Reality Check on DT Raleigh's physical size


#1

Yeah, yeah, yeah, I know that this title is click-bait but hear me out.
The prevailing narrative, even among DT Raleigh boosters, is that Raleigh’s core is just too small. Well, I am here to say that it’s not necessarily true. I love playing with the mapfrappe website & I decided to compare the size of DT Miami to DT Raleigh. Given that I am very familiar with Miami, I outlined (IMO) what constitutes the functional urban core of Miami. That includes DT proper + the north side of Brickell to its south, and Omni to the north.
As it turns out, all of that area is pretty comparable to DT Raleigh proper as defined by the city.
Let’s make this fun: Take a city other than Raleigh that you know really well, and create your own core comparison to share. Mapfrappe.com is really easy to use and you can create a quick link to share with others.
I think that it will become evident that DT Raleigh has way more potential than we suspect that it has.
Here’s the link comparing Miami’s core to Raleigh’s: http://mapfrappe.com/?show=54360


#2

I did a comparison of a few downtowns and you are right (the most interesting was that you can probably fit 2 Pittsburgh ‘Golden Triangles’ within DTR’s footprint). But I started playing around more and here’s a sobering one: ITB compared with San Francisco.


#3

Good one! ITB is nearing the size of the entire city of SF. Even more sobering is that SF is physically larger than the entirety of Miami proper.


#4

Here’s DT Raleigh compared to Charlotte’s downtown loop. This makes me really glad that DT Raleigh isn’t closely encircled by an Interstate.
http://mapfrappe.com/?show=54361


#5

Think about it as the ORGINAL city planners did when designing the grid system encompassed by North, East, South, West Streets. They even planned agricultural districts south, industrial to the west, government to north, and white homes east and north, while blacks lived in south near their jobs


#6

When the city was originally planned, slavery was in place. I’m not sure that there was planning for any segregated black community.


#7

Remember when the City of Raleigh demolish a historic black neighborhood for a highway and called it MLK Jr. Blvd?


#8

I did a very extensive project in city planning nationwide through all time periods focusing on Raleigh. I drew several compasses that replicated the growth and who lived in those districts. The footprint got bigger and we are not even close to full density of even our founders visions.


#9

South Park and Shaw U are 200+ years ago planned. Every city natinwide had planned areas for all classes. Politicians, Workers, Aristocrats/Business owners, slaves. While their respective jobs were located close to where they lived and built.


#10

In all seriousness RussMan, how were slave communities planned separately since they were under control of their masters? Shaw is the oldest HBCU in the Southeast, and was founded in 1865. How was that planned in advance over 200 years ago? I’m truly curious.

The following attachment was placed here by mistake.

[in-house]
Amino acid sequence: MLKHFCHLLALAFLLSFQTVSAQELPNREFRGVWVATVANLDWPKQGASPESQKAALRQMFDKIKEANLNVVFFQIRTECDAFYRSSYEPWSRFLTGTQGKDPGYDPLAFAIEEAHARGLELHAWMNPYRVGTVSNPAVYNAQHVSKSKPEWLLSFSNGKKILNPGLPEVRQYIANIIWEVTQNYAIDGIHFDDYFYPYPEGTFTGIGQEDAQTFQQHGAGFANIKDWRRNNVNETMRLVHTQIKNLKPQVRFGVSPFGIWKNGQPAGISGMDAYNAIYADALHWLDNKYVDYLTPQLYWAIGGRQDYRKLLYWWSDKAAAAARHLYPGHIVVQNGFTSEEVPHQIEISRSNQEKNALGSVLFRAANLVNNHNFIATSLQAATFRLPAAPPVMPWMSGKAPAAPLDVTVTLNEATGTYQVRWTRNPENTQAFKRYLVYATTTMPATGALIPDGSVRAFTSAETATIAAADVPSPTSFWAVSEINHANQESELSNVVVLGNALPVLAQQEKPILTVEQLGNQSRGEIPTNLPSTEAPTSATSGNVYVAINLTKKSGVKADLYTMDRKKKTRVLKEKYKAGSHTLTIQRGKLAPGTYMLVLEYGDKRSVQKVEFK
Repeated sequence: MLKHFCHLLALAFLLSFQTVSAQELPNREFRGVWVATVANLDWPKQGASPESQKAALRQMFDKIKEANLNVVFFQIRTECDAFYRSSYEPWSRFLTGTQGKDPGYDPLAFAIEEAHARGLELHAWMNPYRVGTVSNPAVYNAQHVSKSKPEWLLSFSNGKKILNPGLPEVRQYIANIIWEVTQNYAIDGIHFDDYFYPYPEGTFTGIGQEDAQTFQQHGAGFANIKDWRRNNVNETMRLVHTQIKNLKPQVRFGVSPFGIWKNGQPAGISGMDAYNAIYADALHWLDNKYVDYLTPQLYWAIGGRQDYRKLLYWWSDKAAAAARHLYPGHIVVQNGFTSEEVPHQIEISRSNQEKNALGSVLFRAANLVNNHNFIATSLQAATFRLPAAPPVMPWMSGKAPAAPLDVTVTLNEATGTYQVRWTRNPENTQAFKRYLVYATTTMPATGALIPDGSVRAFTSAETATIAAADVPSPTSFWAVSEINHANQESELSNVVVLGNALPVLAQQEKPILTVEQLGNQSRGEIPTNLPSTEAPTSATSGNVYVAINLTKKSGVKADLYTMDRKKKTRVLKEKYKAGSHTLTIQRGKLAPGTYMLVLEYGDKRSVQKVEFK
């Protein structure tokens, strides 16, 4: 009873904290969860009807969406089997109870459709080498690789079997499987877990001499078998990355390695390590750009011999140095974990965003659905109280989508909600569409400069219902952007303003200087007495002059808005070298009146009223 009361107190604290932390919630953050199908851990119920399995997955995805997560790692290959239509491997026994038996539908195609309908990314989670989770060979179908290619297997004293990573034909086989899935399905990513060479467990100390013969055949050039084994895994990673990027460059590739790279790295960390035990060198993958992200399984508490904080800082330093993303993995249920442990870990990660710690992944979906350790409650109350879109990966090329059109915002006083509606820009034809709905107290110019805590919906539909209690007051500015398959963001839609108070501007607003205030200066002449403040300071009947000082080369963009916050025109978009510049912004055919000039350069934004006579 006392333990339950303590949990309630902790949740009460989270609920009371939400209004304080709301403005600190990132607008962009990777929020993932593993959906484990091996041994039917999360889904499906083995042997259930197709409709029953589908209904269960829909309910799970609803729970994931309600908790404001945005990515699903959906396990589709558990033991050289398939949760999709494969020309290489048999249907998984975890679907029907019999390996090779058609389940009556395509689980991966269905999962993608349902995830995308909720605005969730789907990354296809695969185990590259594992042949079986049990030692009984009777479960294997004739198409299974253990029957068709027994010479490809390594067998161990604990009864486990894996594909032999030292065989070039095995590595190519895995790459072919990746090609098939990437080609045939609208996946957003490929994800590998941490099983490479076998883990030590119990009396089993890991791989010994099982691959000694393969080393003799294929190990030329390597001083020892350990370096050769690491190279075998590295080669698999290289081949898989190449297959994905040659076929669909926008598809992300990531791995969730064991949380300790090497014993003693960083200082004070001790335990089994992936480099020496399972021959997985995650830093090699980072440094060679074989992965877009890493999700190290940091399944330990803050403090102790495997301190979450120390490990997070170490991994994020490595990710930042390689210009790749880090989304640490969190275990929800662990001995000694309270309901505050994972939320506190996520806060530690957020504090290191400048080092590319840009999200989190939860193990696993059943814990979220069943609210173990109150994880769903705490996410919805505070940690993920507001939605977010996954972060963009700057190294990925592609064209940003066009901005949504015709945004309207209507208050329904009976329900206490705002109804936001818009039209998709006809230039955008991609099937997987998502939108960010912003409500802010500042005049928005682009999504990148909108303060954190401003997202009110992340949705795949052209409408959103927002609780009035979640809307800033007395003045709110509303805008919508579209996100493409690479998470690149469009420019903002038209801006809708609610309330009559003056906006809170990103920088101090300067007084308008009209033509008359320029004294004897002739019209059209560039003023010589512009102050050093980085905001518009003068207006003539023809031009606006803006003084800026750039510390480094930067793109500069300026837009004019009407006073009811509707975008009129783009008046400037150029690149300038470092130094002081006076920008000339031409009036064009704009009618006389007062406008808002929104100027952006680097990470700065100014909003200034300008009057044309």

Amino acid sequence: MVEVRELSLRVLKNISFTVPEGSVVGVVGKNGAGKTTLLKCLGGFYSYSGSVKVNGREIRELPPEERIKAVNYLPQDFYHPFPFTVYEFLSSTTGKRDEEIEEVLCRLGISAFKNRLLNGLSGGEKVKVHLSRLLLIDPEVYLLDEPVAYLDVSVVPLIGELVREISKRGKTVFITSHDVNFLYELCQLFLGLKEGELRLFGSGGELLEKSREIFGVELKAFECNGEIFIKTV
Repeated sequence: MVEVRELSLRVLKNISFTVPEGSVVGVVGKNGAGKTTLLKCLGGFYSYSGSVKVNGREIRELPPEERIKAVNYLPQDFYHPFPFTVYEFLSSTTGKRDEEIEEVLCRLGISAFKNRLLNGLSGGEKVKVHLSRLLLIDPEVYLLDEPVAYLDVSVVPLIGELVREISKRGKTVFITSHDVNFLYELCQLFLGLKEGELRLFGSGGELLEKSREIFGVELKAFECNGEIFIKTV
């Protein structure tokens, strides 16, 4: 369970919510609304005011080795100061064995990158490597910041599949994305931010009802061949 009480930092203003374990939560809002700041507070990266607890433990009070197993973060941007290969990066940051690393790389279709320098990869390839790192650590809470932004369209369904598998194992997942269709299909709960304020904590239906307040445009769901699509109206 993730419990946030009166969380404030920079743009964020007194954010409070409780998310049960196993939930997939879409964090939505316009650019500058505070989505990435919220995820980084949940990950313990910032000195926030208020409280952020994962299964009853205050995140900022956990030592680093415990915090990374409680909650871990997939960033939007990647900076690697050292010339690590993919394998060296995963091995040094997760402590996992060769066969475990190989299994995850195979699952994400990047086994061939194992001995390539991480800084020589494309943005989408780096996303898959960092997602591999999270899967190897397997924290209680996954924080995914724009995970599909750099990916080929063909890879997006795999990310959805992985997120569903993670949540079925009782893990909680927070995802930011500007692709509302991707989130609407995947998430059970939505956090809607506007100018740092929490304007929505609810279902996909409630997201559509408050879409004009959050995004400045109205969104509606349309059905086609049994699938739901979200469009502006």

#11

I saw in the progress how there was always what could be considered a “beltline” before interstate system arrived that allowed quick travel. I think since examples of having to build a highway in someones back yard we started messing up. Raleighs footprint is huge density comes from the heart of any city. Inevitably.


#12

That’s really the entire point of this thread; Raleigh’s core is nowhere near its potential.
Comparing Raleigh to Miami, Miami is actually growing more rapidly, largely due to its core development. To put that in further perspective, Miami proper is less than 36 square miles of land.


#13

I said through progress in growth and peoples success things like universities and schools were built to serve there communities. This reflects what came about as those areas thrived.


#14

I even went to the NCDOT civil engineering department which had maps of these projects our original developers had . At least make a trip to City of Raleigh Museum.


#15

I have recently been tracking nationwide east coast growth especially in relation to the interstate systems. Raleigh will be the sister city of Durham, and real unforseen picture shows areas along 95 will surpass expectations.


#16

Isn’t Raleigh already a sister city of Durham? Which areas along 95 will exceed expectations?


#17

Awfully put “Raleigh-Durham” I would consider. While being a local just as parts of town get a bad wrap Durham does too. But with that time Raleigh has quite the head start. Seeing the huge reality Raleigh is central but alot of left turns have to be made


#18

If I had another 100 years to live I would own massive amounts of land Rocky Mount, Smithfield, Benson, Lumberton


#19

@John this is an awesome site. Thanks for bringing it to everyone’s attention!

This is going to be incredibly useful for me in terms of seeing what the footprints of existing Major League Baseball parks would look like superimposed onto Raleigh (or anywhere else, I suppose), which is something that came up in another thread on this site recently.

I used to have to accomplish the same thing by using pencil to trace an outline on a piece of paper in Google Maps, and then moving the map, and then resetting it to the same scale. It turns out that this technique was actually reasonably accurate, but this is way, way more precise, and aesthetically pleasing. Thank you!


#20

Great thread. I tried to think of some good comparisons but realized, I don’t know another city that I could lay good boundaries to their downtown core. Some, I could use highways but the locals may or may not agree.

Either way, without the maps, @John I agree. DTR is not saturated at all and there’s plenty of space to make it a great urban environment with unique districts.